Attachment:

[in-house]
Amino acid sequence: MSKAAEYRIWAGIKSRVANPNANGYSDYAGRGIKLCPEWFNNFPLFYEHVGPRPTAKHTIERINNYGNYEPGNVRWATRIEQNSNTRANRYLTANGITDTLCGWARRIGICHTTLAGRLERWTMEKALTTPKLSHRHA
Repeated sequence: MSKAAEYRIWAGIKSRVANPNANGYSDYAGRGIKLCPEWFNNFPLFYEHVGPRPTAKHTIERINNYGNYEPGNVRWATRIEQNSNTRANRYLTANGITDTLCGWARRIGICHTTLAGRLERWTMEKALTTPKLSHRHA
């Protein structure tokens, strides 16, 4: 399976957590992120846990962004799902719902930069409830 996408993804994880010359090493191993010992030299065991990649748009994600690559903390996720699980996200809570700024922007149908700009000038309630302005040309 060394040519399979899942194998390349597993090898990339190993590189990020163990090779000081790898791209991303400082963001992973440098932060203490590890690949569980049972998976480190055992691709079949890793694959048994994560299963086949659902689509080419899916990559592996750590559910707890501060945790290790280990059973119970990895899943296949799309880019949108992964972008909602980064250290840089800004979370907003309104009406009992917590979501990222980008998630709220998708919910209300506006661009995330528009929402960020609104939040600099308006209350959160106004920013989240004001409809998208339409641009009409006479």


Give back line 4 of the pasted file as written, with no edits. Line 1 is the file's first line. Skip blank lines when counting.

């Protein structure tokens, strides 16, 4: 399976957590992120846990962004799902719902930069409830 996408993804994880010359090493191993010992030299065991990649748009994600690559903390996720699980996200809570700024922007149908700009000038309630302005040309 060394040519399979899942194998390349597993090898990339190993590189990020163990090779000081790898791209991303400082963001992973440098932060203490590890690949569980049972998976480190055992691709079949890793694959048994994560299963086949659902689509080419899916990559592996750590559910707890501060945790290790280990059973119970990895899943296949799309880019949108992964972008909602980064250290840089800004979370907003309104009406009992917590979501990222980008998630709220998708919910209300506006661009995330528009929402960020609104939040600099308006209350959160106004920013989240004001409809998208339409641009009409006479």